ALONG THE MIS­SIS­SIPPI TO THE WINDY CITY

The Weekend Australian - Travel - - Travel -

Get­ting there: North Amer­i­can High­ways (www.nahigh­ways.co.uk) of­fers tai­lor-made 12-day itin­er­ar­ies from New Or­leans to Chicago, in­clud­ing flights, taxes, ac­com­mo­da­tion and mid­size car rental with in­sur­ance and un­lim­ited mileage. Amer­i­Can & World­wide Travel (www.awwt.co.uk) spe­cialises in per­son­alised mu­si­cal itin­er­ar­ies. Bed­ding down: Ac­com­mo­da­tion along the Blues High­way is fairly or­di­nary Amer­i­can fare with lit­tle char­ac­ter. There are two ex­cep­tions, both in Clarks­dale. The Big Pink Guest­house (www.big­pinkguest­house.com) is a plan­ta­tion owner’s dream. Just out­side town, by the old Hob­son Plan­ta­tion, the Shack Up Inn (www.shack­upinn.com) pro­vides the field work­ers’ ex­pe­ri­ence; re­con­structed plan­ta­tion shacks, with full mod cons. In Mem­phis the Pe­abody Ho­tel (www.peabodymem­phis.com), fa­mous for the ducks that splash in its lobby foun­tain, of­fers gen­uine south­ern op­u­lence. In Chicago it may be time to splash out at the fan­tas­tic Park Hy­att (www.parkhy­attchicago.com). Singing the blues: 930 Blues Cafe (www.jes­d­ablues.com) at 930 N Congress St in Jack­son is a good old juke joint with live mu­sic ev­ery night. Club Ebony (www.clube­bony.biz) in In­di­anola is B.B. King’s home­town bar; he plays here ev­ery year. Blues on Sun­day evenings. Ground Zero (www.groundze­r­ob­luesclub.com) in Clarks­dale is the home of blues in the home town of the blues. Live mu­sic Wed­nes­days to Satur­days. Wild Bill’s, a shopfront at 1580 Vollintine in Mem­phis, has live mu­sic Thurs­day to Sun­day. In Beale Street there’s lots of choice, in­clud­ing Blues City Cafe and B.B. King’s. In Chicago don’t miss Rosa’s Lounge run by an Ital­ian mother and son at 3420 W. Ar­mitage Ave. B.L.U.E.S. at 2519 N Hal­sted St is also good, as is Kingston Mines across the street. More con­ve­nient lo­ca­tions, and a bit more touristy, are the two Blue Chicago bars at 536 and 736 N Clark St and Buddy Guy’s Leg­ends at 754 S Wabash St. Fes­ti­vals: Clarks­dale is host to the an­nual three-day Sun­flower River Blues and Gospel Fes­ti­val on the first week­end in Au­gust (www.sun­flow­er­fest.org). Just across the river, in Helena, Arkansas, the Arkansas Blues and Her­itage Fes­ti­val (www.blue­sand­her­itage.com), for­merly known as the King Bis­cuit Blues Fes­ti­val, is a great gig held the first week­end be­fore Colum­bus Day at the be­gin­ning of Oc­to­ber. Mu­se­ums: Mis­sis­sippi re­cently in­au­gu­rated the Blues Her­itage Trail with 100 mark­ers at bars, gravesites, plan­ta­tions and much else (www.vis­it­mis­sis­sippi.org). The Rural Life Mu­seum (www.ru­ral­life.lsu.edu) at 4650 Essen Lane in Ba­ton Rouge is a good in­tro­duc­tion to plan­ta­tion life. Delta Blues Mu­seum (www.deltablues­mu­seum.org) in Clarks­dale is a must. Just up the street at 252 Delta Ave is blues em­po­rium Cat Head Store (www.cat­head.biz). In Mem­phis, check out the Stax Mu­seum of Amer­i­can Soul Mu­sic (www.soulsvilleusa.com) and, in Chicago, the Blues Heaven Foun­da­tion (www.bluesheaven.com) in the old Chess Record Stu­dios at 2120 South Michi­gan Ave. Per­son­alised tour­ing: Tad Pier­son and his 1955 Cadil­lac (www.amer­i­candreamsa­fari. com) can take you on a Mem­phis juke joint tour for $US75 a per­son or a Delta day trip costs $US225 a per­son.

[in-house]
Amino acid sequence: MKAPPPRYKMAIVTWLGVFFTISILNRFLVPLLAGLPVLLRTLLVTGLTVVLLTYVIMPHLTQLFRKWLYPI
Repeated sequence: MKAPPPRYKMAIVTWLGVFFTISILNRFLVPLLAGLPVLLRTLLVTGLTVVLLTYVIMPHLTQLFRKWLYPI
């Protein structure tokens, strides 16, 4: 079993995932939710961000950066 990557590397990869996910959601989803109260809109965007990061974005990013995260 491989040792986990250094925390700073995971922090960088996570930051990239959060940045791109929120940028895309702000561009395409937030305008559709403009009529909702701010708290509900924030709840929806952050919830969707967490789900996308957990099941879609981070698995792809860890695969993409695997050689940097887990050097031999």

Stan­ley Ste­wart

Newspapers in English

Newspapers from Australia

© PressReader. All rights reserved.